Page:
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Saturday, August 20, 2005

My Mother The Aborted Embryo

posted by Twisty
Regular readers of my patriarchy-blaming blog, I Blame The Patriarchy, are aware that breaking news is by no means the forte of the professional spinster aunt. My views on John Roberts probably won’t congeal until sometime after Arbor Day in 2007 (although here are some preliminary findings: JVNNIVS ROBERTVS FVCTARDVS EST), and I couldn’t give a splat for the stunningly uncontroversial BTK killer. I try, but I cannot change my twisty-come-lately ways. Which is why this morning I read with some interest a four-month-old essay referencing a two-year-old newspaper article on, what else, “unborn mothers.”

That’s right. Unborn mothers. A concept with which the Doctor’s sophisticated readership is undoubtedly already familiar, but which, I confess, kind of startled me, yokel that I am.

The story so far: some dudes in Israel are--or at least they were in 2003; for all I know they could be running a sports bar by now-- working on a method to harvest ovarian tissue from aborted human fetuses for the purpose of sprouting eggs for in vitro fertilization. The goal is to eliminate the middleman, i.e. the sentient egg donor--or as some sentimentalists may euphemize, the “woman”-- who can cause problems down the line, in favor of an aborted fetus egg “donor” with no pesky legal standing. Pro-life hijinks ensue.

A 2003 Guardian article quotes the stern objections of several professional fetus-fetishists. The remonstrances fall into two categories. One, the procedure is “sickening” because the “dead baby” cannot give consent. Two, the offspring of an aborted fetal “mother” would “have enormous psychological problems.”

Lisa Guenther brushes aside these godbag gripes. Writing in the March/April issue of Radical Philosophy, she says (I pararphrase), “Forget about the children! What about the feminists?” She is understandably troubled by aborted fetal “motherhood”--for non-fetus-fetish reasons that I’ll get to in a minute--and is bummed by the insufficiency of feminist thought to address her concerns.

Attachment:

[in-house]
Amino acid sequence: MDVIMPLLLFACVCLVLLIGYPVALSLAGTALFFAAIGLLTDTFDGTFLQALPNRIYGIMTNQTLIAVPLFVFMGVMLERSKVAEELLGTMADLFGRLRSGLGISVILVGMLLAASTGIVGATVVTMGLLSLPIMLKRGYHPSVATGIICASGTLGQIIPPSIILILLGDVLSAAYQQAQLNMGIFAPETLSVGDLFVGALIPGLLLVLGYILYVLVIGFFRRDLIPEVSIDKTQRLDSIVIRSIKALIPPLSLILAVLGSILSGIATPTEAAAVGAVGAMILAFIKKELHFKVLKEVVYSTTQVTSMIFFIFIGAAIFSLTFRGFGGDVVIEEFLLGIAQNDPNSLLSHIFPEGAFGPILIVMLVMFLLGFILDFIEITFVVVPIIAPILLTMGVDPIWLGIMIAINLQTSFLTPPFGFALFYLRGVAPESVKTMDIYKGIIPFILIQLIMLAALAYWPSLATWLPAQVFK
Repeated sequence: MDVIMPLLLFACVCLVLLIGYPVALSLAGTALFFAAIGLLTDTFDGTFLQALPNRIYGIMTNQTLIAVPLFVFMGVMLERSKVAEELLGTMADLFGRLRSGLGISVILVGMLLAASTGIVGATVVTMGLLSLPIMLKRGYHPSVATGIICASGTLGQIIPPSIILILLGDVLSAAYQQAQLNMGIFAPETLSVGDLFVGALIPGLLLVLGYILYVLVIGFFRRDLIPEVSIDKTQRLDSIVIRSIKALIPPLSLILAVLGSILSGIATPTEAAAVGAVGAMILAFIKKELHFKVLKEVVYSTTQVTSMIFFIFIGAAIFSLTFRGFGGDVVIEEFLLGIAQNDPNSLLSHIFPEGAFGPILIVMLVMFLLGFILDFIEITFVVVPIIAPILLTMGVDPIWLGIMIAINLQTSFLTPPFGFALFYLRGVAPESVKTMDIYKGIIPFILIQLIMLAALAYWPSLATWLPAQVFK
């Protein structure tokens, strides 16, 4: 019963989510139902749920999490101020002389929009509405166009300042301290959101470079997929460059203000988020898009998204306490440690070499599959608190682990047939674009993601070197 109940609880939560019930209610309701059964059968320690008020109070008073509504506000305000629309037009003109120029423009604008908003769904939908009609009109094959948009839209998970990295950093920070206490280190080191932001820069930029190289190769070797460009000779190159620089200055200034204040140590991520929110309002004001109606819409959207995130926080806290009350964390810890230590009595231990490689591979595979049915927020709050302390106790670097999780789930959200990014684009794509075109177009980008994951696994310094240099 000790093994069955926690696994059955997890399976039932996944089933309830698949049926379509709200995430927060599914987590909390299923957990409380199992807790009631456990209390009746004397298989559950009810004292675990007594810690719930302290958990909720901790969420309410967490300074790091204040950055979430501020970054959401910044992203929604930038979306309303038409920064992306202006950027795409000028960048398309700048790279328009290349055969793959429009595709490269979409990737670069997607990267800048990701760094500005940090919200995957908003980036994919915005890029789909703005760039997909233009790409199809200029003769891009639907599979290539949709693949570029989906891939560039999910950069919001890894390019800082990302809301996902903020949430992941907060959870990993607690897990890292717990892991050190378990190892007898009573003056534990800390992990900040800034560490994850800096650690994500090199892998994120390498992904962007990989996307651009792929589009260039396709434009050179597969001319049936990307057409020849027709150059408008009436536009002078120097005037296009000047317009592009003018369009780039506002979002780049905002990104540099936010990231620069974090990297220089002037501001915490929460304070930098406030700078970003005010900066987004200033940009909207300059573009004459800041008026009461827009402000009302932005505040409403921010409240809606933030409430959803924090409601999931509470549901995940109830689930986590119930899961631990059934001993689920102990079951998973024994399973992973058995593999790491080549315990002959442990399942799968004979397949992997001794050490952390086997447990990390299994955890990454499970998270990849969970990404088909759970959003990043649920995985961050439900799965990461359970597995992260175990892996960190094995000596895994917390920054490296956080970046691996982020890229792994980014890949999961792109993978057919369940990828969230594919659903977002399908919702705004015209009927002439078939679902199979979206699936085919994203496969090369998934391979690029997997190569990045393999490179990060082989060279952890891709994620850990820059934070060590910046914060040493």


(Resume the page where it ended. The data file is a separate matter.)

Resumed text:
“Can we coherently defend,” she asks, “a woman’s right to terminate pregnancy without relinquishing a feminist position from which to critique the use of aborted fetuses in certain experimental procedures?”

Here’s her sticky wicket: suppose you are a pro-choice feminist in whom the idea of aborted-fetal-motherhood induces vomiting. How to argue against it? If you confer upon fetal tissues sufficient personhood to render them immune from egg harvesting--i.e., turn them into legally recognized entities from which consent for the procedure must be, but of course cannot be, extracted--do you not also weaken the case for abortion as an option for fully-realized adult human women?

Guenther, in pondering the biological and cultural status of “mother,” also attacks the whole woman = uterus = biological destiny thing, with satisfying results, one of which is this: using aborted fetal ovarian tissue for IVF ultimately undermines the choice of the woman who has made the decision to terminate said fetus. Her decision--or more broadly, her status as a human being-- is made irrelevant if an instance of reproduction occurs as a result of this procedure.

Dr. B has argued that the reproductive state is the default for women. This notion is so distasteful to the spinster aunt ethos that I have resolutely dug in my heels on the opposite side, but lately I am finding this position untenable. Whether or not Dr B’s statement is biologically true is a discussion for people who did not snooze contentedly through Bio 105, but there’s no denying that it is culturally true; patriarchy places the burden of what Guenther calls “the much-vaunted ‘future of the species’” entirely on women as a class. She writes:
“The absence of viable eggs is only a shortage – and the shortage is only a problem – if women are thought to have natural rights and/or obligations to produce offspring. When considered in this light, the proposed procedure of growing eggs from the ovarian tissue of aborted fetuses collapses the meaningful distinction between woman and mother, which is otherwise maintained by access to a decent range of reproductive choices. In so doing, it reinforces the reduction of women to mothers – and of mothers to their reproductive organs – which feminists have fought so hard to contest.”
Man, if only there were a cure for reproduction. The sooner “mother” and “woman” go splitsville, the better.
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